The European Union and 10 countries including the US also expressed concern over several sections of the proposed law saying, it would “suppress freedom of expression in multiple ways”. Foreign envoys met with Law Minister Anisul Huq at his secretariat in Dhaka on March 25, 2018 and expressed their concerns. “The new act would suppress freedom of expression in multiple ways. We are particularly alarmed about the threat of severe punishment for merely expressing a belief or opinion, and also about the imprecise terminology which could lead to misinterpretation of law; non-availability of bail for certain offences and the empowerment of the security agency to detain a citizen without warrant by court,” German Ambassador Thomas Prinz told journalists.
The draft of Digital Security Act, 2018 splits matters of Section 57 into four separate sections (21, 25, 28 and 29) with punishment ranging from three to 10 years' jail term.
Section 21 of the proposed law holds expression of any criticism or wrong information or explanation about the country’s founding father Bangabandhu Sheikh Mujibur Rahaman or the liberation war, as an offence.
The law proposes up to 14 years' jail for committing such a crime for the first time and life imprisonment for a repeat offence.
Section 25 of the proposed law stipulates maximum three years jail term for publishing or broadcasting ‘false’ or ‘distorted’ information tarnishing the image of the state or any person. The punishment will be five years jail for a second offense.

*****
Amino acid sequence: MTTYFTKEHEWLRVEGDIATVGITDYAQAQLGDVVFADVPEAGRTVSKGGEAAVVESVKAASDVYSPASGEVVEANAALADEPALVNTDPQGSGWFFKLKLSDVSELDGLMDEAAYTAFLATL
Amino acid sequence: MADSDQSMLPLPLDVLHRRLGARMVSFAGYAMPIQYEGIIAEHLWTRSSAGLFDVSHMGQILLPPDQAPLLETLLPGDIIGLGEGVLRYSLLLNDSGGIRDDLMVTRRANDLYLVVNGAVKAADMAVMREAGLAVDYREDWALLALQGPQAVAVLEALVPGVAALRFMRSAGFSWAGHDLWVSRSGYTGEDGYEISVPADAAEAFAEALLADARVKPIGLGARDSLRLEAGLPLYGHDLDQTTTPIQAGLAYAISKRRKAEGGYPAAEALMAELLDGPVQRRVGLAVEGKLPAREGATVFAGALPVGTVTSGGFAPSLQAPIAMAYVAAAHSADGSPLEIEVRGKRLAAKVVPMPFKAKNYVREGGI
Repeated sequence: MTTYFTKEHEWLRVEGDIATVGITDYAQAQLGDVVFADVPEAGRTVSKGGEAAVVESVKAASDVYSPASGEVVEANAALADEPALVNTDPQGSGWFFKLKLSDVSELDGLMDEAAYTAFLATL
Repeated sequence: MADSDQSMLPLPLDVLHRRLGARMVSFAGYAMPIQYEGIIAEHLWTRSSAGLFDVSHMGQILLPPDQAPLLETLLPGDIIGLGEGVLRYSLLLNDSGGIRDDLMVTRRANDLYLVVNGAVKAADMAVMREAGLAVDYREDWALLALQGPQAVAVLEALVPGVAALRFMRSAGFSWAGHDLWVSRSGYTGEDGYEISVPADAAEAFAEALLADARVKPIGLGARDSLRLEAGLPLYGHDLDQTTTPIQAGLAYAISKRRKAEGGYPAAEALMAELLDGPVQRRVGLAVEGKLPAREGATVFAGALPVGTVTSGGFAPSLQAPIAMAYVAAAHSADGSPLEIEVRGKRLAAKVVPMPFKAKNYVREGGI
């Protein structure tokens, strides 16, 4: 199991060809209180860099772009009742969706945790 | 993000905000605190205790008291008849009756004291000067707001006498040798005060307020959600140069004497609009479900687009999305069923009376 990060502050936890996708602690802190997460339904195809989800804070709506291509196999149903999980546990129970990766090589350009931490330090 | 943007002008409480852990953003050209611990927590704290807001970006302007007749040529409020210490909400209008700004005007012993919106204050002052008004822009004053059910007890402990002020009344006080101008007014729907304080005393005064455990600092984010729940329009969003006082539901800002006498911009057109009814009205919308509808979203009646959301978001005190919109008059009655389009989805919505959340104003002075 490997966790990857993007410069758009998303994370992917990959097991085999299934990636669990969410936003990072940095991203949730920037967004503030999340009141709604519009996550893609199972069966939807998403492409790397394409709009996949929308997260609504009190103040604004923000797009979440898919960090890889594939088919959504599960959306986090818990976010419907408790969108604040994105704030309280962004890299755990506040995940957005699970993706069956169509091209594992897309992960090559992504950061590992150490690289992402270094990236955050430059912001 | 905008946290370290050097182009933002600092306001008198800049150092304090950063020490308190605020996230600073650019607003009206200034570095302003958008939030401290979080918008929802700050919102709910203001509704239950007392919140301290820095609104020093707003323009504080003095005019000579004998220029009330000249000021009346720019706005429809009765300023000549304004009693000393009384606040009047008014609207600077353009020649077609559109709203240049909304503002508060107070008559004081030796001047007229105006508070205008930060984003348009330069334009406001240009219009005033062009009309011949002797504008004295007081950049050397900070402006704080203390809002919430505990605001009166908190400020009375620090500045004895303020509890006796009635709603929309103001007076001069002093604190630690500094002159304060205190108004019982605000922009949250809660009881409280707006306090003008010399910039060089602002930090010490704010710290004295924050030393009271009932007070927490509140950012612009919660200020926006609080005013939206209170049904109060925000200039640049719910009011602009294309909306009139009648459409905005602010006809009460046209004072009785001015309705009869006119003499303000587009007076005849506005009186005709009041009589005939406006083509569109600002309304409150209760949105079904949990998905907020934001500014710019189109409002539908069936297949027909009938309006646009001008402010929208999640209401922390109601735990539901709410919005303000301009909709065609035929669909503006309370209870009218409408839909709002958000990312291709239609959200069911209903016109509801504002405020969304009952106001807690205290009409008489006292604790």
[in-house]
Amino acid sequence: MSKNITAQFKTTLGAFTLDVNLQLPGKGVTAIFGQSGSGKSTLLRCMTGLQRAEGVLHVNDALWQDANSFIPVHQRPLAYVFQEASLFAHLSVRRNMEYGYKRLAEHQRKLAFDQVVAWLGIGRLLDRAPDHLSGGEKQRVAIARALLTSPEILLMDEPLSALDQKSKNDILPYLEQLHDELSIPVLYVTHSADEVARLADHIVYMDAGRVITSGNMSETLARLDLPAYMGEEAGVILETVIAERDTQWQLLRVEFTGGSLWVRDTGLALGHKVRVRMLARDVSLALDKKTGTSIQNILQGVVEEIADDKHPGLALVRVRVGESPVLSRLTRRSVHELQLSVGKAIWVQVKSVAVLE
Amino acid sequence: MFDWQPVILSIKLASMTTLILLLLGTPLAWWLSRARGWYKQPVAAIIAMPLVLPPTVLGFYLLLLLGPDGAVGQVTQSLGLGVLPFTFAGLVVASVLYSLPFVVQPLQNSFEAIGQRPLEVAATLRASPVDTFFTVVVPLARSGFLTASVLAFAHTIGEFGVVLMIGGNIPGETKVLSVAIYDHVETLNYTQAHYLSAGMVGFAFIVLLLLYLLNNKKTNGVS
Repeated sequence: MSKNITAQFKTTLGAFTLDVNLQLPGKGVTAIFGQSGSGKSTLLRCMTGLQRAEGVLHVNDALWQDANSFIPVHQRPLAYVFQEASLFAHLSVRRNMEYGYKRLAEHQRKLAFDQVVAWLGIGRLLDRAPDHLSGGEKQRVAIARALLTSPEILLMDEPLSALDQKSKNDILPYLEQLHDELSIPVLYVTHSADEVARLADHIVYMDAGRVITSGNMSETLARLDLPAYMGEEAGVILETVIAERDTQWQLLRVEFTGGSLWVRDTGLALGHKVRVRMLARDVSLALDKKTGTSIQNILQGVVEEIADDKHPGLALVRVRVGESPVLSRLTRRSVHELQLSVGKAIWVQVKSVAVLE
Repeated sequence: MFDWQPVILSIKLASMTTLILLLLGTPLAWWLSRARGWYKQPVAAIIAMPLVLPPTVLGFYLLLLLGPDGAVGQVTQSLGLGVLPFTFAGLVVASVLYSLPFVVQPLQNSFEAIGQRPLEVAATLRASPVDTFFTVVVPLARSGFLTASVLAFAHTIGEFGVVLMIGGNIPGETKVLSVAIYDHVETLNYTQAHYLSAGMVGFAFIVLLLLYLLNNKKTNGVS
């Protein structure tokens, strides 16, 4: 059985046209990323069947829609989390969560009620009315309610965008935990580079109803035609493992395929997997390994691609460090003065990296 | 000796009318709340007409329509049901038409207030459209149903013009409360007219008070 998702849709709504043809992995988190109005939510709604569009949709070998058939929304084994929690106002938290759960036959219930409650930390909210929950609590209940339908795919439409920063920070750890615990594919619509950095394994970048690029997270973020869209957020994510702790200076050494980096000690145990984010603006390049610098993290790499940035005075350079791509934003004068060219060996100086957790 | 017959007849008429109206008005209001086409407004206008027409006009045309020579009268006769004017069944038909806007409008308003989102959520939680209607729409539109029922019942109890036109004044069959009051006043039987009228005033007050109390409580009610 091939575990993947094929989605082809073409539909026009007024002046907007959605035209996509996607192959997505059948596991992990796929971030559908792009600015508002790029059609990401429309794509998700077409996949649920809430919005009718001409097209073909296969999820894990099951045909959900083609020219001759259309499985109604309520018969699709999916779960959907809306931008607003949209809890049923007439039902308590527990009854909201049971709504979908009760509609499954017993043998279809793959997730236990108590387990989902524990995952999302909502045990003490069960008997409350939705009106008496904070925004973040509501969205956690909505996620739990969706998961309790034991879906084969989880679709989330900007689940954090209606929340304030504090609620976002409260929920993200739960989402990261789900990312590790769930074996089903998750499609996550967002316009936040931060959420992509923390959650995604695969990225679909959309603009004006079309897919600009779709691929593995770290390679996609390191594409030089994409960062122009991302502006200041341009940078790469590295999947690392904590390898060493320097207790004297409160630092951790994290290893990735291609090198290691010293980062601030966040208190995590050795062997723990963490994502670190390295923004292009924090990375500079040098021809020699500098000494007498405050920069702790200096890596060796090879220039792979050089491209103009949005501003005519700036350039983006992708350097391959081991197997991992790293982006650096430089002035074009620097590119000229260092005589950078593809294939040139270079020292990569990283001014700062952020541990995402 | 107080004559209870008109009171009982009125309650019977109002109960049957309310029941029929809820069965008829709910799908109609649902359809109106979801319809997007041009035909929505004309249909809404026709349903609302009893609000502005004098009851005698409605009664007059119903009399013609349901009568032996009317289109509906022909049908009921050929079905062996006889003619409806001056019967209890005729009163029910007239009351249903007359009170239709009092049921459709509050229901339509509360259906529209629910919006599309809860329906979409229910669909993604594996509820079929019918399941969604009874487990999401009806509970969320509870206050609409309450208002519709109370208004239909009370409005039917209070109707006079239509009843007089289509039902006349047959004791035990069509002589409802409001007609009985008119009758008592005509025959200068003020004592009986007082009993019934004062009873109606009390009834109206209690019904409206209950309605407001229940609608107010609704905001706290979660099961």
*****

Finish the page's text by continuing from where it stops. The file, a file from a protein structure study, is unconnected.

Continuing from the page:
A maximum seven years jail has been stipulated for ‘hurting religious sentiment’ under Section 28 of the draft law. The punishment will be ten years in jail for committing the offence for the second time.
Shooting of photos or videos, recording something or gathering information with the uses electronic devices secretly from the offices have been dubbed as a spying offence under Section 32 of the law. Responsible persons will face maximum 14 years jail on the charge. Life imprisonment may be the fate for committing the same act for the second time.
In an already restrictive atmosphere, the new law can only increase constraints. Says Mahfuz Anam, “The law is totally against freedom of expression. The police are registering cases and judges are also taking the allegations into cognizance though there is an instruction to become prudent in receiving such cases against the media. Bangladesh needs a very vibrant, free media. It does not need restrictive laws like the proposed Digital Security Act.”